We

Peak oil is not an energy crisis. It is a liquid fuel crisis.

by Starvid on Mon Apr 30th, 2007 at 05:19:59 AM EST
[ Parent ]
I wasn't advocating a right to a "specified standard of living" - that is a different issue.

I was advocating the equitable sharing of the fruits of "the Commons". And I have yet to see a convincing refutation of that as a principle.

Private "ownership" of land, knowledge and other Commons are privileges, and those in receipt of these privileges should not keep all the benefits.

Whether such pre-distribution will be enough for a generally acceptable standard of living for the un-privileged depends on how developed a country is, I guess.

"The future is already here -- it's just not very evenly distributed" William Gibson

by ChrisCook (cojockathotmaildotcom) on Mon Apr 30th, 2007 at 05:29:35 AM EST
[ Parent ]
These are the rules for welfare recipients in Sweden. I think it is rather exactly a definition of a minimum standard of living. Very much itemized for what everyone should be able to afford. (From the pages of Uddevalla commune, arbitrarily selected since the local authorities seems to keep this info. National rules, though.) And note, it is 'standard of living', not 'quantity of lifestyle' or any such sillyness. Which is right, I think.

Socialbidrag - Ekonomiskt bistånd Social welfare - Economic aid
Livsmedel
Kostnaden för hemlagad, näringsmässigt fullvärdig och varierad kost.
Food
Costs for home cooked, nutritionally complete and varied food.
Kläder/skor
Avser det vardagliga klädbehovet för hela året, skoreparationer och vissa tillbehör som väska, klocka och paraply.
Clothes, shoes
Evereyday clothing needs for the whole year, repair of shoes, and some accessories such as bags, watches and umbrellas.
Fritid/lek
Aktiviteter som det är rimligt att alla får möjlighet till, ex att läsa böcker, lyssna på musik och idrotta.
Leisure/play
Activities that are reasonable for everyone to be able to do, for example reading books, listening to music, participate in sports.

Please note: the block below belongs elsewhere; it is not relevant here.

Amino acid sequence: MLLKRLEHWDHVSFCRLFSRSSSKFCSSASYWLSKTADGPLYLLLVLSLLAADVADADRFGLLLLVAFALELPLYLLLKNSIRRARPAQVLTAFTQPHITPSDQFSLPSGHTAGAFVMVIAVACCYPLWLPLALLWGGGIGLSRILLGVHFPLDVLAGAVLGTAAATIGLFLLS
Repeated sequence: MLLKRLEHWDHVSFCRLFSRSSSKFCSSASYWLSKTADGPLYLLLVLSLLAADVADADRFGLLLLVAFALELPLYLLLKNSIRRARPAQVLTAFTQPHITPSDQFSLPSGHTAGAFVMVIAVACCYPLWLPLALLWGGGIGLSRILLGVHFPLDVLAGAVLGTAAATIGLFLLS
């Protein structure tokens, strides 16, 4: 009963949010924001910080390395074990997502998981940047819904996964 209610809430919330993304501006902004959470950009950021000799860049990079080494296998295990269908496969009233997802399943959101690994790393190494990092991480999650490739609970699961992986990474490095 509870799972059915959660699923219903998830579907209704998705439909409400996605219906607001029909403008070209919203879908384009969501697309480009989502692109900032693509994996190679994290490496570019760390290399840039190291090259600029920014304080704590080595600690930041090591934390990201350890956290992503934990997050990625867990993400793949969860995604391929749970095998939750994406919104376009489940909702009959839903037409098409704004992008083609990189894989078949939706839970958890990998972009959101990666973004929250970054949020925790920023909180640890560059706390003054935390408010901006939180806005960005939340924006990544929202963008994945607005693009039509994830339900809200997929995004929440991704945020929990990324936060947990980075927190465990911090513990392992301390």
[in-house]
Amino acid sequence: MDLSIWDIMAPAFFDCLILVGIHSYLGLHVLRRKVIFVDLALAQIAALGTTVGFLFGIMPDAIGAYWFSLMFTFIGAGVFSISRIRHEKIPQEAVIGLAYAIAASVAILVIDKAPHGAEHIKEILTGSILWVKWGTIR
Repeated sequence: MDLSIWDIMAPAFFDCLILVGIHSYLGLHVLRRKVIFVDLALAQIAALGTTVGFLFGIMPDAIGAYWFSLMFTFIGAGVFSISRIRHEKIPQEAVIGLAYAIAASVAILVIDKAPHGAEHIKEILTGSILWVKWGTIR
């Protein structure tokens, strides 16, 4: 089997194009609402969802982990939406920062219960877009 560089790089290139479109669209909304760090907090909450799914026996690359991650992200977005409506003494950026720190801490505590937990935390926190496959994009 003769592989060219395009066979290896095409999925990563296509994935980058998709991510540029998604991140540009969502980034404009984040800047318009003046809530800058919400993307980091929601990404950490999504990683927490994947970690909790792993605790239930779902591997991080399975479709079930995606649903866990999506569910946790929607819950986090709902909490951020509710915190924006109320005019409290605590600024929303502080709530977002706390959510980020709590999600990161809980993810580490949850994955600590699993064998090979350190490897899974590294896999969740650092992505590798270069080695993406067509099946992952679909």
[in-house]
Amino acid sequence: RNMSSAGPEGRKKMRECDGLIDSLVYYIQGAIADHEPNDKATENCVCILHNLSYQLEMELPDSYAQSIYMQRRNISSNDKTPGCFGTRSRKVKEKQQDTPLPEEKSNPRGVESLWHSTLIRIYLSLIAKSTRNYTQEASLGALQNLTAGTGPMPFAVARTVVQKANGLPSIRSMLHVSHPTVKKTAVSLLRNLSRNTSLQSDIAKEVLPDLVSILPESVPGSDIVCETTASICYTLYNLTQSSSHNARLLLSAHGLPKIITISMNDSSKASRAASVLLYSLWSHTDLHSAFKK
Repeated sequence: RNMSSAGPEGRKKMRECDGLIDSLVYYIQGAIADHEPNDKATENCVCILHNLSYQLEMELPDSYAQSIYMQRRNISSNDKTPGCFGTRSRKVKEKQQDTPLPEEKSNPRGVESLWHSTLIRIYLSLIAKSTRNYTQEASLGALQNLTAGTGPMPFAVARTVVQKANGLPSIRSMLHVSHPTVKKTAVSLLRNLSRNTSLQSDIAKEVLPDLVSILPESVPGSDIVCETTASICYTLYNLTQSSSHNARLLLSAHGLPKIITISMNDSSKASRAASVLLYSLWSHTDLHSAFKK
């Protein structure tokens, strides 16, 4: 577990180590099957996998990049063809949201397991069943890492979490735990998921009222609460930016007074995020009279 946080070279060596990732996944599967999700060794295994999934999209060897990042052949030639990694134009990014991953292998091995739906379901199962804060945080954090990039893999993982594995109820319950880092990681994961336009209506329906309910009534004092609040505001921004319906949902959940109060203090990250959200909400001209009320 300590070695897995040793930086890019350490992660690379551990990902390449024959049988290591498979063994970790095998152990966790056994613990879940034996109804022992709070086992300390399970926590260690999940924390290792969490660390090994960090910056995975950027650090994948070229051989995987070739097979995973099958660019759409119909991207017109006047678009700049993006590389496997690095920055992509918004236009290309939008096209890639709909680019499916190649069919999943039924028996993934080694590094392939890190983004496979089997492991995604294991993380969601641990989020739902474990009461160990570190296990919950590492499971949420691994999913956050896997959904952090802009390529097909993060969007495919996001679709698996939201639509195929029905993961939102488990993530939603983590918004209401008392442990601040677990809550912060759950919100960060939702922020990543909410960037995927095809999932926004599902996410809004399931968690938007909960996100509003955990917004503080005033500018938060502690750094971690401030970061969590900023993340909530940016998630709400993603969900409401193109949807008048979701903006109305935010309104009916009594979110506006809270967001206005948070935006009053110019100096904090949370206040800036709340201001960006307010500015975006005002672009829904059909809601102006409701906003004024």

Hälsa och hygien
Kostnader för ex tvål, tandkräm, hårvård, blöjor och mensskydd.
Health and hygiene
Costs for soap, toothpaste, hair care, dipers, and femenine hygine products.
Förbrukningsvaror
Kostnader för rengöring, vård och skötsel av bostaden samt klädvård.
Cleaning supplies
Costs for cleaning and care of the home and clothes.
Dagstidning, telefon, TV-licens mm
En ettårsprenumeration på daglig tidning, abonnemangs- och samtalsavgift för fast telefon och mobiltelefon, TV-licens (ej kabel-TV) samt brevpapper, kort och frimärken.
Newspapers, telephone, TV-licece, etc.
One year subscription to a daily newspaper, phone fees and costs of phone calls for landline and mobile phone, TV-licence (not cable) and stationary, letter cards and stamps.
Tilläggsbelopp utöver riksnorm
Nedanstående poster ingår också i försörjningsstödet men har inte schabloniserats på grund av stora lokala och individuella skillnader. Det sker alltid en prövning av om de faktiska kostnaderna är skäliga.
Man utgår från vad en låginkomsttagare normalt har möjlighet att kosta på sig:
  • boendekostnad
  • hushållsel
  • arbetsresor
  • hemförsäkring
  • läkarvård
  • medicinkostnader
  • akut tandvård
  • glasögon
  • medlemskap i fackförening och arbetslöshetskassa
Additional costs over national norm
The below items have not been defined nationally due to the large local and individual differences. One always makes an individual investigation to see if the actual costs are reasonable.
One assumes that low income takes normally should be able to afford:
  • living costs
  • household electricity
  • work related travel
  • home insurance
  • medical care
  • costs of medicines
  • emergency dental care
  • glasses
  • membership in union and unemployment ensurance
by someone (s0me1smail(a)gmail(d)com) on Mon Apr 30th, 2007 at 06:03:03 AM EST
[ Parent ]
But that is not a non-negotiable standard. In a country poorer than Sweden, the acceptable minimum standard of living will necessarily be lower, because of what Starvid calls "the health of the economy".

Bush is a symptom, not the disease.
by Migeru (migeru at eurotrib dot com) on Mon Apr 30th, 2007 at 07:34:30 AM EST
[ Parent ]
Of course, I don't think I argued anything else... A collectively agreed minimum standard of living... Maybe I misunderstood Starvis's comment? But withing the context of a nation, yeah, there should be a right to a minimum standard. Hmmm, what are we arguing about, again?
by someone (s0me1smail(a)gmail(d)com) on Mon Apr 30th, 2007 at 07:41:26 AM EST
[ Parent ]
Say, things like the right to housing in France.

The issue is that "liberals" don't believe in the right to an outcome, they believe in the right to "fair rules".

Bush is a symptom, not the disease.

by Migeru (migeru at eurotrib dot com) on Mon Apr 30th, 2007 at 07:43:39 AM EST
[ Parent ]
What does "harvard" mean in Swedish? Diapers? LOL

In the long run, we're all dead. John Maynard Keynes
by Jerome a Paris (etg@eurotrib.com) on Mon Apr 30th, 2007 at 10:16:14 AM EST
[ Parent ]
That would be haardvaard, pronounced "horvord".

Bush is a symptom, not the disease.
by Migeru (migeru at eurotrib dot com) on Mon Apr 30th, 2007 at 10:21:30 AM EST
[ Parent ]
Careful, though. "Horvård" would be "whore care"...
by someone (s0me1smail(a)gmail(d)com) on Mon Apr 30th, 2007 at 10:33:18 AM EST